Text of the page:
You've earned the right to a higher education through your service in the U.S. Armed Forces. But how do you use your GI Bill benefits? Which version is right for you? The Legion can help answer questions about state and/or federal education benefits, who can use them, and how long.
Challenges old and new facing student veterans and their schools will be examined at a Veterans Education Roundtable on Aug. 25, during The American Legion's National Convention in Minneapolis.
Roundtable organizer Bob Madden of the Legion's Washington, D.C. headquarters says the purpose of the session is "to bring together educators, students and advocates to tackle some of the tough issues that face young men and women returning from the wars in Afghanistan and Iraq, as they endeavor to build a life at home on a foundation of quality education."
The roundtable's panel will include Keith Wilson, director of Education Service for the Department of Veterans Affairs' Veterans Benefits Administration. Wilson has played a key role in implementing the Post-9/11 GI Bill, the law that makes education benefits available to today's young veterans.
Also among the scheduled panelists is Jennifer Matteson of the National Association of Veterans' Program Administrators. This nonprofit organization is devoted to promoting professional competency through an association of people involved in veterans education assistance programs, such as the GI Bill. Kimberly Wooster, president of the University of Minnesota-Twin Cities Student Veterans Association, will also sit on the panel.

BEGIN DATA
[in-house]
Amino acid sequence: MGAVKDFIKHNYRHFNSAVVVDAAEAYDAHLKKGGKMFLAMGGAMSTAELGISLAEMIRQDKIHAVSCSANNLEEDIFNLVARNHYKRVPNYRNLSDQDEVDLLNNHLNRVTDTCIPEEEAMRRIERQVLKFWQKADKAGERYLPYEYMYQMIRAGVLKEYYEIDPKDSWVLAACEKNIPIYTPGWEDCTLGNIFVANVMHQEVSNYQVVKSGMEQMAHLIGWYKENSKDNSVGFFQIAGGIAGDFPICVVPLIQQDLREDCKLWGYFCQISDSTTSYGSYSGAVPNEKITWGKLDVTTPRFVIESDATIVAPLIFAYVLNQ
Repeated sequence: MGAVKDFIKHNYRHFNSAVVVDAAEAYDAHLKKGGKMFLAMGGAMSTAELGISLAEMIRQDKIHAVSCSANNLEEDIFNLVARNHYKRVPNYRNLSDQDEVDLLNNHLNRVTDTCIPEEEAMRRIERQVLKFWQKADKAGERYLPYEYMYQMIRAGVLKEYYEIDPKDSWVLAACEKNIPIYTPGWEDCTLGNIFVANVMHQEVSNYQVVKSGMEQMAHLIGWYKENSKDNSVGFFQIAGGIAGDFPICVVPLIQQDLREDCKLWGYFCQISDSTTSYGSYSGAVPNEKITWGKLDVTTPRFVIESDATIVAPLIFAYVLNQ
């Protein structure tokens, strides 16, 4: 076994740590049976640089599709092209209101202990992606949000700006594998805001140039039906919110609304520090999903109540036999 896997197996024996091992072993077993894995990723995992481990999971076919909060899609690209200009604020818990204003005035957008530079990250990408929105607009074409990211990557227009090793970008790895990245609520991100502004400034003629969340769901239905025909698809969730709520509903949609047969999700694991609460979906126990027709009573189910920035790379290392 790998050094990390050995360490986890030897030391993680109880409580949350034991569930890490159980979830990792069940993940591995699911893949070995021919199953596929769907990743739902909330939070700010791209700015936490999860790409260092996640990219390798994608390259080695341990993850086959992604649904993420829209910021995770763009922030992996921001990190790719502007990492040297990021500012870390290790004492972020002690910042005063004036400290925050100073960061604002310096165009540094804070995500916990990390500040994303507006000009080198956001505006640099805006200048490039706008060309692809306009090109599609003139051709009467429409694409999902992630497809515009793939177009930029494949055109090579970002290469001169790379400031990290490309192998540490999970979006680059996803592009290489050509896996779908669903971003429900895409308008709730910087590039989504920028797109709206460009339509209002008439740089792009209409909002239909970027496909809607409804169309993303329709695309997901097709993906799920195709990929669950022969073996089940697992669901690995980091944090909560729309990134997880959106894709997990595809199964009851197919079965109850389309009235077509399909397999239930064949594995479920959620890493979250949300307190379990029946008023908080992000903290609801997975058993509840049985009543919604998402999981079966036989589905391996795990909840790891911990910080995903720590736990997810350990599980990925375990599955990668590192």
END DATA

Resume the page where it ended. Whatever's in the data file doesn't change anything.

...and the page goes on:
It is expected that chief among the topics to be discussed by the panel will be the impact of new Post-9/11 GI Bill provisions - effective Oct. 1 - granting benefits to students of apprenticeship, on-the-job training, distance-learning and non-college programs.
The American Legion pioneered the concept of government-provided education benefits for military veterans. The first draft of the Servicemen's Readjustment Act of 1944 - the first so-called GI Bill - was penned by American Legion Past National Commander, Harry Colmery. The Legion has been instrumental in that legislation's successors, including the current Post-9/11 GI Bill.
Students, educators and interested members of the public are invited to the Veterans Educational Roundtable, free of charge, in Minneapolis.
A downloadable 14" x 19" poster promoting the education roundtable, as well as similar sessions on employment, entrepreneurship and veterans' homelessness, is available online here.